Cheaper, smaller satellites may one day allow resource companies to have their own dedicated Earth orbiter, an expert in Toronto says.
"The development of low cost nanosatellites in the new Earth observation market may one day mean companies in the forestry, mineral exploration, water monitoring and precision agriculture industries will have their own low-cost dedicated satellites,"Robert Zee told an Ontario Centres of Excellence meeting on Thursday.
Zee is managing director of the University of Toronto Aerospace Studies space flight lab,which builds miniature satellites that are much cheaper and pose fewer risks than traditional satellites.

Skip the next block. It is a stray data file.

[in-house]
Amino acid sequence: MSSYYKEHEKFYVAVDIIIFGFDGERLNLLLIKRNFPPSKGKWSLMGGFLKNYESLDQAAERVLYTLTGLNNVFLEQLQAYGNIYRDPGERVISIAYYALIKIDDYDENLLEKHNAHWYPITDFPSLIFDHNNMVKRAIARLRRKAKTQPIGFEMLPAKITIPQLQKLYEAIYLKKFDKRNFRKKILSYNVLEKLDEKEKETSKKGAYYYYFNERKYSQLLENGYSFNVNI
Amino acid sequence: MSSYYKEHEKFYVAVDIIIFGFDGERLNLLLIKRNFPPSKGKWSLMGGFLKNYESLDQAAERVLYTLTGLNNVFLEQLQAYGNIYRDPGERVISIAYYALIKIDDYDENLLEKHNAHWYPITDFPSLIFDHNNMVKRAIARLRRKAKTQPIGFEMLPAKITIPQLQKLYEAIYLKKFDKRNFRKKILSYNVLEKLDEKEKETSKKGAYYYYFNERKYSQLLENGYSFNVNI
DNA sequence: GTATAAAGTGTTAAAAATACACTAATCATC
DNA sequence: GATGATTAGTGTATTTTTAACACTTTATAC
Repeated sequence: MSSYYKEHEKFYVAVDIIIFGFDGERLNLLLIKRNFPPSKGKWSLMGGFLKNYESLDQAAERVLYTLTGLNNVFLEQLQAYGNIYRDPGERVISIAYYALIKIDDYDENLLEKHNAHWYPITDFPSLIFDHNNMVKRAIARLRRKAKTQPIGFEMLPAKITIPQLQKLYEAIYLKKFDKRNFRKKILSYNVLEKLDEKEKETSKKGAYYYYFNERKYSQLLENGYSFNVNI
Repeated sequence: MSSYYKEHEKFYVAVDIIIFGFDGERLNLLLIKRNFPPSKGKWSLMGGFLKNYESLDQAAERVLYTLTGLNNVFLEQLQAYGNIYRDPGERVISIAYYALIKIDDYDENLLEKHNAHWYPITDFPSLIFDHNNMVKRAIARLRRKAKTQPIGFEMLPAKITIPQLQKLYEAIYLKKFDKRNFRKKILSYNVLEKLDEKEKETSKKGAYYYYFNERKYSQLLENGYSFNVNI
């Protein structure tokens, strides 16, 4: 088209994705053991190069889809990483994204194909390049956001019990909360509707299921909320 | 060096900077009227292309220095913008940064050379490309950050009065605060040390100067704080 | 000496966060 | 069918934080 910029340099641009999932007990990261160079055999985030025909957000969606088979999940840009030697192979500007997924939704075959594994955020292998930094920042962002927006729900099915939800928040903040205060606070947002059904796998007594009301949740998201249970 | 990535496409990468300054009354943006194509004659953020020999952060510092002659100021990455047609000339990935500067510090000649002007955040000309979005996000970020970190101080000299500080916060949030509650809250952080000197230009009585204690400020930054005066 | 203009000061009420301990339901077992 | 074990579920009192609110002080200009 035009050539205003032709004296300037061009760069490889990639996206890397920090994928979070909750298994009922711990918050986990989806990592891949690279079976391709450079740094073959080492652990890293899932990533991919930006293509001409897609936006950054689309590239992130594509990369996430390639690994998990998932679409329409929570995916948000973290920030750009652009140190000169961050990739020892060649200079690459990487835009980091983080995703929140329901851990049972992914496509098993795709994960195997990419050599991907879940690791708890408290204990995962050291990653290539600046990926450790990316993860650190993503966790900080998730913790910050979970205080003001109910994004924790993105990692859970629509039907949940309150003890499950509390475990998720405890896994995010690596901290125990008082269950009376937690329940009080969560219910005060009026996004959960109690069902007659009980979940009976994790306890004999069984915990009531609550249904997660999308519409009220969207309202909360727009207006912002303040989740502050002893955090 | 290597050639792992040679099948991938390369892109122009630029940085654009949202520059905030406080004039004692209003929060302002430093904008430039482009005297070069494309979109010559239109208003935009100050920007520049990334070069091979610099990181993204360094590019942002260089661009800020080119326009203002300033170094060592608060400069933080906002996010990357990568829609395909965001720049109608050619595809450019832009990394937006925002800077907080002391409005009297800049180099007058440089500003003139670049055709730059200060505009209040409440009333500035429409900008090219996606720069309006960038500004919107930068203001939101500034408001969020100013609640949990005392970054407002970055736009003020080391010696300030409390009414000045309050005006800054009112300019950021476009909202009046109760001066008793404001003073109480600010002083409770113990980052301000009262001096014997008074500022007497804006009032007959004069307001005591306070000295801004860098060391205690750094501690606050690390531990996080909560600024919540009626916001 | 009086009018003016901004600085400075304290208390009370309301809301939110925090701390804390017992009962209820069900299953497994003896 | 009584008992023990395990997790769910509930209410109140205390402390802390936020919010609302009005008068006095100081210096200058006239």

As satellite prices fall, Zee said, the applications are growing to include security surveillance, coastal and border monitoring, disaster management,search and rescue, and environmental and agriculturemonitoring.
Marc Garneau, Canada's first astronaut,told the meeting that space technologyhelps Ontario's global competitiveness.
"Canada is designed to exploit space and positioned to contribute to the global space industry," he said. "Ontario, in particular, is leading this $2.5- billion revenue industry with spin-off technologies that were developed for space research and are now being used here on Earth."
Ontario Centres of Excellence is a provincially supportedagency that promotes the commercialization of academic and industrial research.